In last night’s Monday Night Football game, Damar Hamlin, a 24-year-old player on the Buffalo Bills, made a tackle, stood up, and collapsed on the field in cardiac arrest. CPR was administered, a defibrillator restored his heartbeat, and he was taken, still unconscious, to the University of Cincinnati Medical Center, a level one trauma center. As of this writing, he remains in critical condition and there has been no information released as to the cause of his cardiac arrest.
The lack of an official diagnosis, however, does not stop speculation, including my own.
There are a number of possibilities high on the differential (the list of potential causes). Vascular injury (injury to a blood vessel – for example a severed artery, or a ruptured aneurysm) can occur spontaneously or after a forceful blow. A spinal cord injury can occur with a forceful collision, and a severe, high (neck-level) injury can lead to cardiac arrest. An issue within the heart itself can lead to cardiac arrest – a heart attack (blockage of an artery that provides blood to the heart muscle) or a problem with the electrical conduction system of the heart can cause the heart to stop.
Mr. Hamlin was running fast to tackle the ball-carrier. The ball-carrier was running fast as well, and his shoulder hit Mr. Hamlin’s chest as they ran full-force into each other, and you can see effects of the rapid deceleration forces on their bodies as you watch video of the collision. Mr. Hamlin stood up and quickly collapsed.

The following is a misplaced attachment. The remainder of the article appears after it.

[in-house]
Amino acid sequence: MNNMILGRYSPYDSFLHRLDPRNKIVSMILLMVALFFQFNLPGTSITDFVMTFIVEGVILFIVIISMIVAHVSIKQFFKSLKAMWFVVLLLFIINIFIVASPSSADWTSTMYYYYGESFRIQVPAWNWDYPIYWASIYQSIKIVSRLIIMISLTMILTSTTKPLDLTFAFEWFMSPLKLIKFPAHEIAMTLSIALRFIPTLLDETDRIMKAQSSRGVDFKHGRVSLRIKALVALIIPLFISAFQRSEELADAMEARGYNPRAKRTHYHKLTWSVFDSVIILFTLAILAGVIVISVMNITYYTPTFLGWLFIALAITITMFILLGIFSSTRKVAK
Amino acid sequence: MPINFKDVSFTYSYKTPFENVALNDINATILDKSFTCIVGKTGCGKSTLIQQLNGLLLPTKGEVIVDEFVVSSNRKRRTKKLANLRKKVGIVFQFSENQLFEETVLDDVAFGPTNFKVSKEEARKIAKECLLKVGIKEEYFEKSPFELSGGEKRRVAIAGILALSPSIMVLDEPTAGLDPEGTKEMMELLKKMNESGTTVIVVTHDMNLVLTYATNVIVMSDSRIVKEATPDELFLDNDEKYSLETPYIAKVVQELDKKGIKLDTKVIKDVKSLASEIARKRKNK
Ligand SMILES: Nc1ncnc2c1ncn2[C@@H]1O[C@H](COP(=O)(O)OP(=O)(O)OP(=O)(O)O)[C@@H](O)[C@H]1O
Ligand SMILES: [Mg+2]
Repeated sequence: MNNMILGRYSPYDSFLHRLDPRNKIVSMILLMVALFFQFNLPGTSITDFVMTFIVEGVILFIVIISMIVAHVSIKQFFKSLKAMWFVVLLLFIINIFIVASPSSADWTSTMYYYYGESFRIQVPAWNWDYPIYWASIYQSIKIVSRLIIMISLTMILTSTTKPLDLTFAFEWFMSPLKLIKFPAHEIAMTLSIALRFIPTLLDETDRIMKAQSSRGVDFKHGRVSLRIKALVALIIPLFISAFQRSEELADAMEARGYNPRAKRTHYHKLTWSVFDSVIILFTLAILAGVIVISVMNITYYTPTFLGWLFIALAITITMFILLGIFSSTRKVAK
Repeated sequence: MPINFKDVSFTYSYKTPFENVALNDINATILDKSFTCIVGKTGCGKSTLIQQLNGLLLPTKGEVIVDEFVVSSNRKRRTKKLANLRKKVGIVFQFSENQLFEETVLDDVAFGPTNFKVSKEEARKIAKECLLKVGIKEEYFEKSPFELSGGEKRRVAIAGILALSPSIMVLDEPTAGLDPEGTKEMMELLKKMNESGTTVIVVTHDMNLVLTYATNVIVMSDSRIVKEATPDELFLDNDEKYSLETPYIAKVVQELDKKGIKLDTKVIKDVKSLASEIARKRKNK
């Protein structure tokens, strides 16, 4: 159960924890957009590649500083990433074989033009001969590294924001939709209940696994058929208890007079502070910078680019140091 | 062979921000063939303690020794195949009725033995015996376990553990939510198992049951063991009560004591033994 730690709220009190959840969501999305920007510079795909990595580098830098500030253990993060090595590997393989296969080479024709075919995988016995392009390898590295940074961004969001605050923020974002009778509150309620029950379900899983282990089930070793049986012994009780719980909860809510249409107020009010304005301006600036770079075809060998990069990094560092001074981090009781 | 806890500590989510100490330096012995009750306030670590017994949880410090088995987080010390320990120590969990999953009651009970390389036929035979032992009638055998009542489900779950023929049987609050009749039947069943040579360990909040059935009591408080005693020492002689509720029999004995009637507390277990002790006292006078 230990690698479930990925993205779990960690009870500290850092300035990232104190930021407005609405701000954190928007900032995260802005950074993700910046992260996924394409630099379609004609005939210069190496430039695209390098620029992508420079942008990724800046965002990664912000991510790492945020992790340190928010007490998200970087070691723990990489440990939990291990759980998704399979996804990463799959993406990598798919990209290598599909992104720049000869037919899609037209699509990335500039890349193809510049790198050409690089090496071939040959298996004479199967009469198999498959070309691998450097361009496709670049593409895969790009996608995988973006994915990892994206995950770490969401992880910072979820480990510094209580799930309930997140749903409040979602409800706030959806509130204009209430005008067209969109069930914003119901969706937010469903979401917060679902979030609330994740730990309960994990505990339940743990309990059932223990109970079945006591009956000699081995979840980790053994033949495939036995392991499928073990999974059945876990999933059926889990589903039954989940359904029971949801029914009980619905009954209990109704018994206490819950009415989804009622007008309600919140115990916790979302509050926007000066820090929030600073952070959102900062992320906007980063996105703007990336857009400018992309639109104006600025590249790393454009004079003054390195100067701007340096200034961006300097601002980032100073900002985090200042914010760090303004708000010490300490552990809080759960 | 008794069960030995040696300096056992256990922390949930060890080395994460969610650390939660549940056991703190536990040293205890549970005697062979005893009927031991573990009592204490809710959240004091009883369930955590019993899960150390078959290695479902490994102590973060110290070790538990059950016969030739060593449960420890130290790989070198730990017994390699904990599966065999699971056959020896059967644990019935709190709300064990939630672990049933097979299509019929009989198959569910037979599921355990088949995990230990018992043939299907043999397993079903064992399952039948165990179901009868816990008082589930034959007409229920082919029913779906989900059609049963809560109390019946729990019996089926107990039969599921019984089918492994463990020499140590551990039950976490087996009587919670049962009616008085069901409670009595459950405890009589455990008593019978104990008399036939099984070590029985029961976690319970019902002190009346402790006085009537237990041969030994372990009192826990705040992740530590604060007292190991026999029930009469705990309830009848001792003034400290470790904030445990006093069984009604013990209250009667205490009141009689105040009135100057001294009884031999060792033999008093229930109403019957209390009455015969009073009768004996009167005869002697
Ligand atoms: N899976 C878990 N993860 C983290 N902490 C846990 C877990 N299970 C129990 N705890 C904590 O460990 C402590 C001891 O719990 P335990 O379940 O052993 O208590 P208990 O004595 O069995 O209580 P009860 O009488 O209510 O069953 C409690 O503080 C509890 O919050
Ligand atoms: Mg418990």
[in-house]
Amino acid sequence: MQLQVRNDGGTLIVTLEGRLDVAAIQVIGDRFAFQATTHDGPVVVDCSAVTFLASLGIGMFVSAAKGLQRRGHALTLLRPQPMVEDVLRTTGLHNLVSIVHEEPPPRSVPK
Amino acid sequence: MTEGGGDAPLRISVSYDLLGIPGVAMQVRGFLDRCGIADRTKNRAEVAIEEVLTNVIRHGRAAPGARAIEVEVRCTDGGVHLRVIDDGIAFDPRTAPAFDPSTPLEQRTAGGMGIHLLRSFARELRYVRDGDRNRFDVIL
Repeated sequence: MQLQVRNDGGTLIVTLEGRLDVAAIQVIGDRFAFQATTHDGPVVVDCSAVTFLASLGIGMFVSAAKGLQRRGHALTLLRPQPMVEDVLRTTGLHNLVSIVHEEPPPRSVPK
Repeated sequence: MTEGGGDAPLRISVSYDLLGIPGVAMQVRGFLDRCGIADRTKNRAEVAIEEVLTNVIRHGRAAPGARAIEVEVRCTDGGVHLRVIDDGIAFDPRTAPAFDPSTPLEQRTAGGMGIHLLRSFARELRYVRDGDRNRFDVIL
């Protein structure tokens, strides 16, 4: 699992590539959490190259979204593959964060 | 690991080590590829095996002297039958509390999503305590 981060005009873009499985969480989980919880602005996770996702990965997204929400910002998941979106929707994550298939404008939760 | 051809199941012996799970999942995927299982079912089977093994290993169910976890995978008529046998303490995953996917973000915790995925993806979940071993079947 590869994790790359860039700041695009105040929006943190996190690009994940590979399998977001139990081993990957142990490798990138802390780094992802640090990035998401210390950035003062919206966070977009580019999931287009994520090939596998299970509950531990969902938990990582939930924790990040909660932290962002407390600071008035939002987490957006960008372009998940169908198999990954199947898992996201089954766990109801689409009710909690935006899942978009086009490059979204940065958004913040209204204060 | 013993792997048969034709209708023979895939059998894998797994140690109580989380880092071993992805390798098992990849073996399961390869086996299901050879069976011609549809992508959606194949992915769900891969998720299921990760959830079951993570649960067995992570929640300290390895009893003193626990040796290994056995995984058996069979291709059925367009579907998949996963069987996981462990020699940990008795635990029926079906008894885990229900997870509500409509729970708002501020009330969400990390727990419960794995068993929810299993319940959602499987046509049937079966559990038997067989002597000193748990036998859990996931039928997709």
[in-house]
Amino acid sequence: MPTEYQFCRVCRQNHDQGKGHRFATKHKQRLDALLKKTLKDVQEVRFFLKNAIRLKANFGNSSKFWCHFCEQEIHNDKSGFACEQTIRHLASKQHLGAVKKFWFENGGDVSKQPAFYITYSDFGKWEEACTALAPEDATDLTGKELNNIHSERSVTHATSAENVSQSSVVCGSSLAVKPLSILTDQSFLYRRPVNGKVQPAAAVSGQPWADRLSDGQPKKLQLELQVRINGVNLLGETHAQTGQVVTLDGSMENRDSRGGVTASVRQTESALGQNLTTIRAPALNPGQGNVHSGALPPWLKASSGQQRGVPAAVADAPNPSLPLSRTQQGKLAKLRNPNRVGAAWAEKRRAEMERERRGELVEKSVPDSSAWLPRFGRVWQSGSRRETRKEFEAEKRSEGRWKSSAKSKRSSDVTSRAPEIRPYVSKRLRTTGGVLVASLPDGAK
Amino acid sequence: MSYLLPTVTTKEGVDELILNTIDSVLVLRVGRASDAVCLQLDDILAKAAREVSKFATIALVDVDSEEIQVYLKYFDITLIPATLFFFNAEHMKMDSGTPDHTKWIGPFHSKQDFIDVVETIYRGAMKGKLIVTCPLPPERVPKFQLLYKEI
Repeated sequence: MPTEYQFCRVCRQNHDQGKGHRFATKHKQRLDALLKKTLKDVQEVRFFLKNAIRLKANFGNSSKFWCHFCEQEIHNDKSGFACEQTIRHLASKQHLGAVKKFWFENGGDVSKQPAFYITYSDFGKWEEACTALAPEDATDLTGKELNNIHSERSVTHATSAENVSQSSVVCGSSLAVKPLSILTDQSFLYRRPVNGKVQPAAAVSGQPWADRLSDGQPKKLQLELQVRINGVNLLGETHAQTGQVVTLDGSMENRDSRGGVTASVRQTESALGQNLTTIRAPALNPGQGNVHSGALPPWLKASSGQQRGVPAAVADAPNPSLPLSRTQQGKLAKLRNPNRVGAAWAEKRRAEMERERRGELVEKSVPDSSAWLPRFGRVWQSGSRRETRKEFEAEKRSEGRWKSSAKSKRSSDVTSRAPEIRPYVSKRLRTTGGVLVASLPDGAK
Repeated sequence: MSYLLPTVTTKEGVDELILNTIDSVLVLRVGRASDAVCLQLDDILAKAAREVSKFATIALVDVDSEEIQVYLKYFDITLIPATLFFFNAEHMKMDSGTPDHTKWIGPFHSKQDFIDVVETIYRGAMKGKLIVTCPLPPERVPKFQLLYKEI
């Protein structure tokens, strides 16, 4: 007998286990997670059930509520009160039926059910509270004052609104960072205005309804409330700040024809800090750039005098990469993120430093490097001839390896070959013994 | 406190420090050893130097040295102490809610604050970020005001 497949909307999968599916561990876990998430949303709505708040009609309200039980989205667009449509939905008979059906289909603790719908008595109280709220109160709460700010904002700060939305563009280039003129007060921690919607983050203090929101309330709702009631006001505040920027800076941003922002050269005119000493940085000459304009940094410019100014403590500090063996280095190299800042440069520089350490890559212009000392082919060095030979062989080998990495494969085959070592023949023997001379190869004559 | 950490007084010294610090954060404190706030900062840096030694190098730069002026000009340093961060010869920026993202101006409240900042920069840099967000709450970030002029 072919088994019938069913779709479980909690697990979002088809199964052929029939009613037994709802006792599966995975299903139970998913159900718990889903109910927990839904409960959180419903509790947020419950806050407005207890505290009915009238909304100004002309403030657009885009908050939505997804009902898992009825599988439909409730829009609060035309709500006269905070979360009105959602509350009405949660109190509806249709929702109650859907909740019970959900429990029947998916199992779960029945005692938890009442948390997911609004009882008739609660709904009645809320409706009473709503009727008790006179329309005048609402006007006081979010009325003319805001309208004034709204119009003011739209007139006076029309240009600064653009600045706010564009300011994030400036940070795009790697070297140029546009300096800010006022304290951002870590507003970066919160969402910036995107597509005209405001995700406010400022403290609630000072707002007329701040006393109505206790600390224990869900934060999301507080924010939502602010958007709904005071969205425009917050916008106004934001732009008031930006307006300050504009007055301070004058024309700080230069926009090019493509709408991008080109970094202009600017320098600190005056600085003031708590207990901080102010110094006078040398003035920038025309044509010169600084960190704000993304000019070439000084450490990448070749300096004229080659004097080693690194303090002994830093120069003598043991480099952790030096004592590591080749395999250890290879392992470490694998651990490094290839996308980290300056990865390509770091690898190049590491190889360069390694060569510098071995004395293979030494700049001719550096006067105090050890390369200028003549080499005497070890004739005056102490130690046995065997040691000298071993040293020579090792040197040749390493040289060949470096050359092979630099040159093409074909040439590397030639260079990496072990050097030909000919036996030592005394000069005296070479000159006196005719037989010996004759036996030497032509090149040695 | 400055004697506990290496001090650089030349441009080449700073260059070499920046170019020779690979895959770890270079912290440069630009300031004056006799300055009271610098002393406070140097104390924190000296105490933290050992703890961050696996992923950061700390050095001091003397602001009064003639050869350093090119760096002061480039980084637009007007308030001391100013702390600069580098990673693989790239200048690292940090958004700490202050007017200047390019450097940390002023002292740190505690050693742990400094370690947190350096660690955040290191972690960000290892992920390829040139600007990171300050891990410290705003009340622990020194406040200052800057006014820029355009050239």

Because of the timing of his collapse in relation to the collision, and because emergency medical personnel were able to get his heart to resume beating, I think there’s a significant possibility that his cardiac arrest was caused by “commotio cordis,” a phenomenon where a blow to the chest occurs at exactly the wrong time in the heart beat electrical cycle and can lead to ventricular fibrillation (fibrillation is a disorganized electrical firing of the cardiac electrical system which stops the normal, coordinated electrical pattern, and instead of an organized, coordinated, functional heartbeat, you end up with ineffectual random, uncoordinated contractions of cells that do not create a functional heartbeat – were you to touch a heart in ventricular fibrillation, it would feel reminiscent of a bag of worms). A physical blow actually creates an electrical impulse, and this impulse can affect the heart’s electrical cycle just as an electric shock from a damaged electrical cord or downed power line or a lightning bolt can. It can be caused by a baseball or soccer ball to the chest (the sport it occurs in most frequently in the U.S. is baseball), a punch or kick to the chest, a fall onto the chest, etc. at a very specific time when the heart’s electrical system is resetting itself for the next beat. It is rare, because of the specificity of the timing in a tiny window.